It also sort of honors the "assignment only happens with a localized cue" behavior that already exists.
ORIGIN = 0
case Point(ORIGIN, $end):
I will admit this gives me PHP flashbacks, but it's also very clear where assignments are happening, and I can just use the usual name-lookup rules. I just used $ since the PEP did.
As a bonus, I also think this largely mediates the foot gun problem because there's now a cue a binding is happening, so it's easy to trigger our "is that name already taken, is it safe to assign?" check we mentally perform.
In any case, this seems like a pretty fundamental either/or design decision someone will have to make:
names mean assignment, and the rules of what is a lookup vs assignment are different with some special case support (i.e. leading dot).
use some character to indicate assignment, and the lookup rules are the same.
Related to the above: I also raise this because, in my usage, I doubt I'll be using it as much more than a switch statement. I rarely have to match complicated patterns, but very often have a set of values that I need to test against. The combination of Literal and exhaustive-case checking is very appealing.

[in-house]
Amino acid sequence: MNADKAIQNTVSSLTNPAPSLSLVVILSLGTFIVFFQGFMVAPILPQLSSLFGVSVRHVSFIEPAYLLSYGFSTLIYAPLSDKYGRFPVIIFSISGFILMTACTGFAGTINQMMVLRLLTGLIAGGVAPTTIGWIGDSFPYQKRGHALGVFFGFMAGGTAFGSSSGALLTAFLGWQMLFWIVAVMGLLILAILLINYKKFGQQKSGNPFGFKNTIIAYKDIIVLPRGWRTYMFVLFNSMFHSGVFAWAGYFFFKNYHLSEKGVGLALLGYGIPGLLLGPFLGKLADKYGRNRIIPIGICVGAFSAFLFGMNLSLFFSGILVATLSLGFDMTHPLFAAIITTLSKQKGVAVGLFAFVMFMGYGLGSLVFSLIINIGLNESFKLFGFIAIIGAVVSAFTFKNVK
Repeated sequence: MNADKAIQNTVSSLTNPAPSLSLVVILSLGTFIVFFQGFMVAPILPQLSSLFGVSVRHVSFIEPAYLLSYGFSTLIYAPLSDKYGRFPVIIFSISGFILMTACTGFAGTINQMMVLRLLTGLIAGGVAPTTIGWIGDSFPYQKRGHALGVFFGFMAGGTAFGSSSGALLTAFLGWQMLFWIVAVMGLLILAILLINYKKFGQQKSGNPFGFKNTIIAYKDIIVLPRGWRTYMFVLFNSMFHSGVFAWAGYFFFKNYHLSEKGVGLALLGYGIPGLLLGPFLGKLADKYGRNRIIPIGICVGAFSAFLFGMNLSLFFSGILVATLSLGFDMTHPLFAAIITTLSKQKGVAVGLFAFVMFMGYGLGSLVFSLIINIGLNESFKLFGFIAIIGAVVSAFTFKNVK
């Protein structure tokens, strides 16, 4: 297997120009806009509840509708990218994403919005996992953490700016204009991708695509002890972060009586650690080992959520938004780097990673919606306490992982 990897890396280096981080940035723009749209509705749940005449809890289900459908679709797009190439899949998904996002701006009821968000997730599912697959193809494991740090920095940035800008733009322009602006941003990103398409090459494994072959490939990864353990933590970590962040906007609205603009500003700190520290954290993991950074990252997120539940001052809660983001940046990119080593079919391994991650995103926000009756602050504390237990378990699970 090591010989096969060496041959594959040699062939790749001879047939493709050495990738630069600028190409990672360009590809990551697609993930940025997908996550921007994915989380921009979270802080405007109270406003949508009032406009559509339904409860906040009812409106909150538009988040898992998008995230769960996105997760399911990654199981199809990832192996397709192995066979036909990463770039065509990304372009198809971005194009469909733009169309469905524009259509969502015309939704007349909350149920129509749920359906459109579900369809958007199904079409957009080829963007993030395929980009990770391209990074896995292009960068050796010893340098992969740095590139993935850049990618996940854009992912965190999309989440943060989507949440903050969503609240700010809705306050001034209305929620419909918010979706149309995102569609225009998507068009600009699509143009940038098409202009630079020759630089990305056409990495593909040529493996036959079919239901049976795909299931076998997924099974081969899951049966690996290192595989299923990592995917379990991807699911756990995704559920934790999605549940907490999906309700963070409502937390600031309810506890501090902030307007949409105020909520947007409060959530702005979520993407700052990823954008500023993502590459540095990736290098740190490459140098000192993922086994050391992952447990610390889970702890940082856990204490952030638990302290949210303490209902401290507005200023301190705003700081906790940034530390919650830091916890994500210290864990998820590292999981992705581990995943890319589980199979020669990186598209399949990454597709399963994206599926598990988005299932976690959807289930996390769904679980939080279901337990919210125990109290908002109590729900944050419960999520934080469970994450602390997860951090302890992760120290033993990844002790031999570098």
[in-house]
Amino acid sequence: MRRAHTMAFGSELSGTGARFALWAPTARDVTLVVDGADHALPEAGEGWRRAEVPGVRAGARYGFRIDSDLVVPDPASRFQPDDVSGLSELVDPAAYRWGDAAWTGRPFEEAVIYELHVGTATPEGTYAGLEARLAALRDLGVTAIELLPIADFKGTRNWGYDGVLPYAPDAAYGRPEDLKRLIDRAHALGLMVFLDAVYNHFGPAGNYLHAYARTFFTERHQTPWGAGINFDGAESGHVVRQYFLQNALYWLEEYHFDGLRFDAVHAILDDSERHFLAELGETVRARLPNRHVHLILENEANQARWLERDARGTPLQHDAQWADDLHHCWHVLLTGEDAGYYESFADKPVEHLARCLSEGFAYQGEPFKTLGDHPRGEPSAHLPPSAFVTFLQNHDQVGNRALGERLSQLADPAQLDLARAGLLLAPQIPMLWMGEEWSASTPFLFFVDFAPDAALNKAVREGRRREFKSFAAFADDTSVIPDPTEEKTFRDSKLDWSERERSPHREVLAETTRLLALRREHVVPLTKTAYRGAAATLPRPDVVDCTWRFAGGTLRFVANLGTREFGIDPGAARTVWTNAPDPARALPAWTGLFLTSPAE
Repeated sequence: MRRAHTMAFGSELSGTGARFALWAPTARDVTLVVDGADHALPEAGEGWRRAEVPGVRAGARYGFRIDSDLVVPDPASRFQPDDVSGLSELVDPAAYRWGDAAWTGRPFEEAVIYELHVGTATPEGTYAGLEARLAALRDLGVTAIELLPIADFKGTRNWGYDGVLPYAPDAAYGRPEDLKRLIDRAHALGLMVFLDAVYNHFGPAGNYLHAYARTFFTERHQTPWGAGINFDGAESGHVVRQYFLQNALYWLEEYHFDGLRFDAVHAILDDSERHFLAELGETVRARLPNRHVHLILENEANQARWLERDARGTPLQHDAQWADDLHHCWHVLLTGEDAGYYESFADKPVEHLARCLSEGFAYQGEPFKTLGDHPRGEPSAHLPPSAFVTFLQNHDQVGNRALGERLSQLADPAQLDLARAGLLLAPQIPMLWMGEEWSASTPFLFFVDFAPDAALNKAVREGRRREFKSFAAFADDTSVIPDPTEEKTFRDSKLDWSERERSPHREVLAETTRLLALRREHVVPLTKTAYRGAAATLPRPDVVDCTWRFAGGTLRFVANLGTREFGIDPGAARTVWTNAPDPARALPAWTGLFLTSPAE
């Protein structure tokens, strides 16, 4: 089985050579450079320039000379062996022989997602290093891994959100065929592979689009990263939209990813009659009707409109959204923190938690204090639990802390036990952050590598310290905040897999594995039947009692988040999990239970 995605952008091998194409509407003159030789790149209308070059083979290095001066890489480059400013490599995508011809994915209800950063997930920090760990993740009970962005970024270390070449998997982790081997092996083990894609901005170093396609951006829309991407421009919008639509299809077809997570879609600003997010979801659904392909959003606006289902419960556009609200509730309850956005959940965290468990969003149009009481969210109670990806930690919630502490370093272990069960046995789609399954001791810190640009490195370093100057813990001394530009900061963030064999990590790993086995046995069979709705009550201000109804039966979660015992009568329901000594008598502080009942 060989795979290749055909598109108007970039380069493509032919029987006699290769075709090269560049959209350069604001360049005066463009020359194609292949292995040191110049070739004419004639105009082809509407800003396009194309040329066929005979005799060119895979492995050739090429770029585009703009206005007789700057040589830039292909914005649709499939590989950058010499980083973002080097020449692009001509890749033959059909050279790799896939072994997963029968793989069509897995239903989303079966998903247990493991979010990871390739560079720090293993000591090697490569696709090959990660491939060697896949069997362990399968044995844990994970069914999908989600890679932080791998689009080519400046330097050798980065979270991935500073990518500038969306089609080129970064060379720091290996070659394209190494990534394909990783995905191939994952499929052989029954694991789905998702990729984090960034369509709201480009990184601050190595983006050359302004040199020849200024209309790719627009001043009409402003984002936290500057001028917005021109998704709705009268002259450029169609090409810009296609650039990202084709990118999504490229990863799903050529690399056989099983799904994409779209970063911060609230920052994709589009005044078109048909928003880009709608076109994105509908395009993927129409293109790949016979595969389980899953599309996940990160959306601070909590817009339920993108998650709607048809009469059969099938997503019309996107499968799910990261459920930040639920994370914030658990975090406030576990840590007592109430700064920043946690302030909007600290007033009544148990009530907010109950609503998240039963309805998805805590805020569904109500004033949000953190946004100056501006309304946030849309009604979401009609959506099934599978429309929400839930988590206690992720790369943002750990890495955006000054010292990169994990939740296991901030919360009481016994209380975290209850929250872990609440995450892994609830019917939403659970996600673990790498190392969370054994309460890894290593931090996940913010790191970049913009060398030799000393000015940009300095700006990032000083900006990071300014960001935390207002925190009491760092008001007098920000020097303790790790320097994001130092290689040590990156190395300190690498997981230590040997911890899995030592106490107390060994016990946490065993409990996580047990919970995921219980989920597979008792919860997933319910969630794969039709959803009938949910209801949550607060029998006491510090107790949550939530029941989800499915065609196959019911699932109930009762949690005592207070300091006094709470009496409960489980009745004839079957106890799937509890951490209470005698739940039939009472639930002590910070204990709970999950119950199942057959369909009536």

So I'm very often going to want to type, e.g.
ValidModes = Union[Literal[A], Literal[B], etc etc]
def foo(mode: ValidModes):
case A: ...
case B: ...
case etc etc
And eventually I'm going to foot-gun myself with a missing dot.
Related to the above, I don't find that e.g. "case Point(...)" not initializing a Point particularly confusing. This feels like it might be inconsistent with my whole thing above, but :shrug:. FWIW, I suspect it's just that the leading "case" cue makes it easy to entirely turn off the "parentheses means code gets called" logic in my mind-parser.
Related to the above, perhaps an unadorned name shouldn't be allowed? e.g. this should be invalid:
I raise this idea because of the foot-gun issue, but also because it creates more ways of doing the same thing: binding the name to a value. Using := doesn't seem like a particularly burdensome solution:
match shape := get_shape():
case: # or *, or _, or whatever
And then either only dotted names or patterns are allowed in cases, not plain names.
Making underscore a special match-anything-but-don't-bind struck me as a bit odd. Aside from the language grammar rules, there aren't really any "this is an OK name, this isn't" type of rules.
I think someone else mentioned using "*" instead of "_"? I had the same exact same thought. If it's not going to be bound to a name, why use an otherwise valid name to not bind it to? I get the ergonomics of it, but it seems like another special-case of how things get processed inside the case expression.
Why | instead of "or" ? "or" is used in other conditionals. This strikes me as another special case of the syntax that differs from elsewhere in the language.
I agree with not having flat indentation. I think having "case" indented from "match" makes it more readable overall.
Anyways, thanks for reading. HTH.